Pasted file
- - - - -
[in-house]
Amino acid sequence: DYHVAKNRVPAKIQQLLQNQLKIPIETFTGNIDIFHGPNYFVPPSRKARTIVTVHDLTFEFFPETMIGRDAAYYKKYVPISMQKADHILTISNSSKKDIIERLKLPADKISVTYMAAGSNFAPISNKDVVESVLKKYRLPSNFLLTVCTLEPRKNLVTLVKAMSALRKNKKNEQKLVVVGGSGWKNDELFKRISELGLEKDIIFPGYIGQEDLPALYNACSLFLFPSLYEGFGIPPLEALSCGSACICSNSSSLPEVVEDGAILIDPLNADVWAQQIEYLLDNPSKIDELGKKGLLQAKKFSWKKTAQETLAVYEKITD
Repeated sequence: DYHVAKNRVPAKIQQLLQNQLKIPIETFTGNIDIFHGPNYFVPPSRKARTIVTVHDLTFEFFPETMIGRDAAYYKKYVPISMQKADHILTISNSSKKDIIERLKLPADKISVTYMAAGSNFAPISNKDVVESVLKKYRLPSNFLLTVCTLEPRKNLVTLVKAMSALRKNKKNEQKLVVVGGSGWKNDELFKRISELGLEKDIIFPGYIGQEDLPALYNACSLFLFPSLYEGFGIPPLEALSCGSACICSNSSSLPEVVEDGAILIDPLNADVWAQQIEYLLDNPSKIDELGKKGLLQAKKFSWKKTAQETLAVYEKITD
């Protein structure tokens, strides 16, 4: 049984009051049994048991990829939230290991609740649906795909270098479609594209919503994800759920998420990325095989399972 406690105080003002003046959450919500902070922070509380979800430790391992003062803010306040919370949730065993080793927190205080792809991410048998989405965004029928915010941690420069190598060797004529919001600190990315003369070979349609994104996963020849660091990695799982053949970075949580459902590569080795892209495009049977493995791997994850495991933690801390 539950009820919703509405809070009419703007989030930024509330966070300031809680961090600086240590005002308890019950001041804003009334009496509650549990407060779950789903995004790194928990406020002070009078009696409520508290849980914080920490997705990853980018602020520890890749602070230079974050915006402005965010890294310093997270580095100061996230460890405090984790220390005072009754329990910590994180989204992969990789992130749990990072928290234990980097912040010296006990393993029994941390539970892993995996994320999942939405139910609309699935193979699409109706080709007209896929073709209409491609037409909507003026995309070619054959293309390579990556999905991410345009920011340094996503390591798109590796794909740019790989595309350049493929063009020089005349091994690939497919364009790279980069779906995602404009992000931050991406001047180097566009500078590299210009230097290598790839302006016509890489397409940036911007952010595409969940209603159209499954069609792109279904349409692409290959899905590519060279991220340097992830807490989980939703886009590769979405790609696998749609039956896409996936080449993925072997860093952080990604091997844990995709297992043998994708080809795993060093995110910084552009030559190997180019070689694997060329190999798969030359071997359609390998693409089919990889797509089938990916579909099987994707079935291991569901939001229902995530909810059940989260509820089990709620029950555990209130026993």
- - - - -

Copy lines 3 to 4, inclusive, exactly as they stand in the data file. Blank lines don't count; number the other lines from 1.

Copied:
Repeated sequence: DYHVAKNRVPAKIQQLLQNQLKIPIETFTGNIDIFHGPNYFVPPSRKARTIVTVHDLTFEFFPETMIGRDAAYYKKYVPISMQKADHILTISNSSKKDIIERLKLPADKISVTYMAAGSNFAPISNKDVVESVLKKYRLPSNFLLTVCTLEPRKNLVTLVKAMSALRKNKKNEQKLVVVGGSGWKNDELFKRISELGLEKDIIFPGYIGQEDLPALYNACSLFLFPSLYEGFGIPPLEALSCGSACICSNSSSLPEVVEDGAILIDPLNADVWAQQIEYLLDNPSKIDELGKKGLLQAKKFSWKKTAQETLAVYEKITD
């Protein structure tokens, strides 16, 4: 049984009051049994048991990829939230290991609740649906795909270098479609594209919503994800759920998420990325095989399972 406690105080003002003046959450919500902070922070509380979800430790391992003062803010306040919370949730065993080793927190205080792809991410048998989405965004029928915010941690420069190598060797004529919001600190990315003369070979349609994104996963020849660091990695799982053949970075949580459902590569080795892209495009049977493995791997994850495991933690801390 539950009820919703509405809070009419703007989030930024509330966070300031809680961090600086240590005002308890019950001041804003009334009496509650549990407060779950789903995004790194928990406020002070009078009696409520508290849980914080920490997705990853980018602020520890890749602070230079974050915006402005965010890294310093997270580095100061996230460890405090984790220390005072009754329990910590994180989204992969990789992130749990990072928290234990980097912040010296006990393993029994941390539970892993995996994320999942939405139910609309699935193979699409109706080709007209896929073709209409491609037409909507003026995309070619054959293309390579990556999905991410345009920011340094996503390591798109590796794909740019790989595309350049493929063009020089005349091994690939497919364009790279980069779906995602404009992000931050991406001047180097566009500078590299210009230097290598790839302006016509890489397409940036911007952010595409969940209603159209499954069609792109279904349409692409290959899905590519060279991220340097992830807490989980939703886009590769979405790609696998749609039956896409996936080449993925072997860093952080990604091997844990995709297992043998994708080809795993060093995110910084552009030559190997180019070689694997060329190999798969030359071997359609390998693409089919990889797509089938990916579909099987994707079935291991569901939001229902995530909810059940989260509820089990709620029950555990209130026993």